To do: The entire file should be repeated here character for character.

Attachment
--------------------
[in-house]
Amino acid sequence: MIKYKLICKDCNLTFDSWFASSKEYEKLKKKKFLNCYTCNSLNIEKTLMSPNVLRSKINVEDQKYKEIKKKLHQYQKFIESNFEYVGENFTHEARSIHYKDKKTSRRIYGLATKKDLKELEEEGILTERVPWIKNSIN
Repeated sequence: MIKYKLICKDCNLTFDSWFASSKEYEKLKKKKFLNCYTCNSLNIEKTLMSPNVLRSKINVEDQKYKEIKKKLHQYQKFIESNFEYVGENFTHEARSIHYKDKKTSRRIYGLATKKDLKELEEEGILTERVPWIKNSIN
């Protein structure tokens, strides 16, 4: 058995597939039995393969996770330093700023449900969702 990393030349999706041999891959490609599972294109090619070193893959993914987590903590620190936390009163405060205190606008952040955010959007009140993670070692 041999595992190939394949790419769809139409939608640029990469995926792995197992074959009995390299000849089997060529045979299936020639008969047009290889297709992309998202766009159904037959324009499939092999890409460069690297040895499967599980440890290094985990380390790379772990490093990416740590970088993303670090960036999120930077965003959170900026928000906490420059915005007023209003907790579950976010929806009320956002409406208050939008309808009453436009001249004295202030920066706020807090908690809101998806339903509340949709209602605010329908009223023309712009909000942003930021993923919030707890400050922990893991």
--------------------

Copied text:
[in-house]
Amino acid sequence: MIKYKLICKDCNLTFDSWFASSKEYEKLKKKKFLNCYTCNSLNIEKTLMSPNVLRSKINVEDQKYKEIKKKLHQYQKFIESNFEYVGENFTHEARSIHYKDKKTSRRIYGLATKKDLKELEEEGILTERVPWIKNSIN
Repeated sequence: MIKYKLICKDCNLTFDSWFASSKEYEKLKKKKFLNCYTCNSLNIEKTLMSPNVLRSKINVEDQKYKEIKKKLHQYQKFIESNFEYVGENFTHEARSIHYKDKKTSRRIYGLATKKDLKELEEEGILTERVPWIKNSIN
């Protein structure tokens, strides 16, 4: 058995597939039995393969996770330093700023449900969702 990393030349999706041999891959490609599972294109090619070193893959993914987590903590620190936390009163405060205190606008952040955010959007009140993670070692 041999595992190939394949790419769809139409939608640029990469995926792995197992074959009995390299000849089997060529045979299936020639008969047009290889297709992309998202766009159904037959324009499939092999890409460069690297040895499967599980440890290094985990380390790379772990490093990416740590970088993303670090960036999120930077965003959170900026928000906490420059915005007023209003907790579950976010929806009320956002409406208050939008309808009453436009001249004295202030920066706020807090908690809101998806339903509340949709209602605010329908009223023309712009909000942003930021993923919030707890400050922990893991």